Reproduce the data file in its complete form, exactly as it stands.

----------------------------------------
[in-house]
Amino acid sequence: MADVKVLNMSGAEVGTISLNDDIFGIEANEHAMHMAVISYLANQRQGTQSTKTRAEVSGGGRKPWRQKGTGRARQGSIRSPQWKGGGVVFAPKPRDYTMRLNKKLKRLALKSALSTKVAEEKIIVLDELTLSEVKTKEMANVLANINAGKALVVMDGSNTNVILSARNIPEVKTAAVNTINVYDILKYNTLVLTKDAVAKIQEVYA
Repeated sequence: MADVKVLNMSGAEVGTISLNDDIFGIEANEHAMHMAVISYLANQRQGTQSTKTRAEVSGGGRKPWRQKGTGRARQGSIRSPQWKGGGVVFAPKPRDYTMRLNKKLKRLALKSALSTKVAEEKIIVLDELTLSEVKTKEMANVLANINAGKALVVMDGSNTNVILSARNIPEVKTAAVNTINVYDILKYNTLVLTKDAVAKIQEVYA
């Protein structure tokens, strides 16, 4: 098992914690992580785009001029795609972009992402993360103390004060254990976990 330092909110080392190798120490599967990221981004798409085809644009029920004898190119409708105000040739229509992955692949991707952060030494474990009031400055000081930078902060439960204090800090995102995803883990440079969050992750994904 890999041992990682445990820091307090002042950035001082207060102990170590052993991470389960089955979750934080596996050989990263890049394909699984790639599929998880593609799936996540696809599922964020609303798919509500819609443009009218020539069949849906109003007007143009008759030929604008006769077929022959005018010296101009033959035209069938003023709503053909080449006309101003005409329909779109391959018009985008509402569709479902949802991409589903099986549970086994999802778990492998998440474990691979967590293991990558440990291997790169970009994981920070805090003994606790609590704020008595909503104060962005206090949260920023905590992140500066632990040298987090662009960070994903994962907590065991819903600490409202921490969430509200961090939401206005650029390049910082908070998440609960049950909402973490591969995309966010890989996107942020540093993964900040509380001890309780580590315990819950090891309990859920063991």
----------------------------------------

[in-house]
Amino acid sequence: MADVKVLNMSGAEVGTISLNDDIFGIEANEHAMHMAVISYLANQRQGTQSTKTRAEVSGGGRKPWRQKGTGRARQGSIRSPQWKGGGVVFAPKPRDYTMRLNKKLKRLALKSALSTKVAEEKIIVLDELTLSEVKTKEMANVLANINAGKALVVMDGSNTNVILSARNIPEVKTAAVNTINVYDILKYNTLVLTKDAVAKIQEVYA
Repeated sequence: MADVKVLNMSGAEVGTISLNDDIFGIEANEHAMHMAVISYLANQRQGTQSTKTRAEVSGGGRKPWRQKGTGRARQGSIRSPQWKGGGVVFAPKPRDYTMRLNKKLKRLALKSALSTKVAEEKIIVLDELTLSEVKTKEMANVLANINAGKALVVMDGSNTNVILSARNIPEVKTAAVNTINVYDILKYNTLVLTKDAVAKIQEVYA
């Protein structure tokens, strides 16, 4: 098992914690992580785009001029795609972009992402993360103390004060254990976990 330092909110080392190798120490599967990221981004798409085809644009029920004898190119409708105000040739229509992955692949991707952060030494474990009031400055000081930078902060439960204090800090995102995803883990440079969050992750994904 890999041992990682445990820091307090002042950035001082207060102990170590052993991470389960089955979750934080596996050989990263890049394909699984790639599929998880593609799936996540696809599922964020609303798919509500819609443009009218020539069949849906109003007007143009008759030929604008006769077929022959005018010296101009033959035209069938003023709503053909080449006309101003005409329909779109391959018009985008509402569709479902949802991409589903099986549970086994999802778990492998998440474990691979967590293991990558440990291997790169970009994981920070805090003994606790609590704020008595909503104060962005206090949260920023905590992140500066632990040298987090662009960070994903994962907590065991819903600490409202921490969430509200961090939401206005650029390049910082908070998440609960049950909402973490591969995309966010890989996107942020540093993964900040509380001890309780580590315990819950090891309990859920063991």